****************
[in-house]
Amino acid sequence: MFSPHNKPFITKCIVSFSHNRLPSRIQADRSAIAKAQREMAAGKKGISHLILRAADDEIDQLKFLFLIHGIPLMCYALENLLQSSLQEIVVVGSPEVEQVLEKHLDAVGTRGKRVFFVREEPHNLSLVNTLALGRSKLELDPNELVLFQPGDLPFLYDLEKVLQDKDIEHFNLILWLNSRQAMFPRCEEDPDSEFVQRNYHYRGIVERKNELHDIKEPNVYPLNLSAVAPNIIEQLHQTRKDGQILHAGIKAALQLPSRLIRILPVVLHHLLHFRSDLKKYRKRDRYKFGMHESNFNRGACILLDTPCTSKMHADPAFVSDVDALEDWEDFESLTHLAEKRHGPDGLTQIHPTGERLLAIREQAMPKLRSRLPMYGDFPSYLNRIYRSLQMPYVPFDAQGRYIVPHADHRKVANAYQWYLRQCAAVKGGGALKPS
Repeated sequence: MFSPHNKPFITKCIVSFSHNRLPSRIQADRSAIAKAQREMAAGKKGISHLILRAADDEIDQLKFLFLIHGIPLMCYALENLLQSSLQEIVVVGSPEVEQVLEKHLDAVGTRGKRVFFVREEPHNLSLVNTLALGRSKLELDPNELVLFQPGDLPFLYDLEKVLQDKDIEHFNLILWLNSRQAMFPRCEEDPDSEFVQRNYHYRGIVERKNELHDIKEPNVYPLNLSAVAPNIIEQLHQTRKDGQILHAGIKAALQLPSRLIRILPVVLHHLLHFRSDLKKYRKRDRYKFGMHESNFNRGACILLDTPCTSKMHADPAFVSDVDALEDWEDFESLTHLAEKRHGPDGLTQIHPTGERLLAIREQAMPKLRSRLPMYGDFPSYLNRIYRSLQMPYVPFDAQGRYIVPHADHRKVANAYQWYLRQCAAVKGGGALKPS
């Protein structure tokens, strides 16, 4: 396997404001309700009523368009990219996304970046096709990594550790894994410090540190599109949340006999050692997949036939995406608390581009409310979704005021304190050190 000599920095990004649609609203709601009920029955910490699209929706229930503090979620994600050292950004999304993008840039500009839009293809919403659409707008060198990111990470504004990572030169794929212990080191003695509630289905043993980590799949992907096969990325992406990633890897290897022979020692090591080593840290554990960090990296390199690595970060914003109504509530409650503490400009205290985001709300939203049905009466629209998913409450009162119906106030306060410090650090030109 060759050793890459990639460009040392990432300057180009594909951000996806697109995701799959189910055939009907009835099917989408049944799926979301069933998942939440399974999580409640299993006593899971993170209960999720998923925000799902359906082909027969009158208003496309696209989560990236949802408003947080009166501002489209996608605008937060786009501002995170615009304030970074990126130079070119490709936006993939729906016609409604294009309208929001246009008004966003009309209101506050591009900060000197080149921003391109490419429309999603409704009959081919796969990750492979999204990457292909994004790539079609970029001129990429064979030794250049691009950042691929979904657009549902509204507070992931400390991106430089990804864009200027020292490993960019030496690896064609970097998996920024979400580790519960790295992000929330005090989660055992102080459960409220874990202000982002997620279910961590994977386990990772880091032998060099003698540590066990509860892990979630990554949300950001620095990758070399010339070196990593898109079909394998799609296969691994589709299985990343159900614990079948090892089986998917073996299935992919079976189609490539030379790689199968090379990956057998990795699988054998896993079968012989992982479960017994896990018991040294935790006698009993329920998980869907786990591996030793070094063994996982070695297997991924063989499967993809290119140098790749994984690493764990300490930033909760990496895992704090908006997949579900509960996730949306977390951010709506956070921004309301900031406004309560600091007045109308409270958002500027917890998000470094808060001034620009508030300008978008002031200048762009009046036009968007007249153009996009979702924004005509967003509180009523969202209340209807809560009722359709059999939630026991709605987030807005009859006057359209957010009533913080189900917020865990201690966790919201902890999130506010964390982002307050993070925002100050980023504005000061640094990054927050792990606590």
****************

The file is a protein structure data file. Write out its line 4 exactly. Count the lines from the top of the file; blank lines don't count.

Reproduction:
């Protein structure tokens, strides 16, 4: 396997404001309700009523368009990219996304970046096709990594550790894994410090540190599109949340006999050692997949036939995406608390581009409310979704005021304190050190 000599920095990004649609609203709601009920029955910490699209929706229930503090979620994600050292950004999304993008840039500009839009293809919403659409707008060198990111990470504004990572030169794929212990080191003695509630289905043993980590799949992907096969990325992406990633890897290897022979020692090591080593840290554990960090990296390199690595970060914003109504509530409650503490400009205290985001709300939203049905009466629209998913409450009162119906106030306060410090650090030109 060759050793890459990639460009040392990432300057180009594909951000996806697109995701799959189910055939009907009835099917989408049944799926979301069933998942939440399974999580409640299993006593899971993170209960999720998923925000799902359906082909027969009158208003496309696209989560990236949802408003947080009166501002489209996608605008937060786009501002995170615009304030970074990126130079070119490709936006993939729906016609409604294009309208929001246009008004966003009309209101506050591009900060000197080149921003391109490419429309999603409704009959081919796969990750492979999204990457292909994004790539079609970029001129990429064979030794250049691009950042691929979904657009549902509204507070992931400390991106430089990804864009200027020292490993960019030496690896064609970097998996920024979400580790519960790295992000929330005090989660055992102080459960409220874990202000982002997620279910961590994977386990990772880091032998060099003698540590066990509860892990979630990554949300950001620095990758070399010339070196990593898109079909394998799609296969691994589709299985990343159900614990079948090892089986998917073996299935992919079976189609490539030379790689199968090379990956057998990795699988054998896993079968012989992982479960017994896990018991040294935790006698009993329920998980869907786990591996030793070094063994996982070695297997991924063989499967993809290119140098790749994984690493764990300490930033909760990496895992704090908006997949579900509960996730949306977390951010709506956070921004309301900031406004309560600091007045109308409270958002500027917890998000470094808060001034620009508030300008978008002031200048762009009046036009968007007249153009996009979702924004005509967003509180009523969202209340209807809560009722359709059999939630026991709605987030807005009859006057359209957010009533913080189900917020865990201690966790919201902890999130506010964390982002307050993070925002100050980023504005000061640094990054927050792990606590």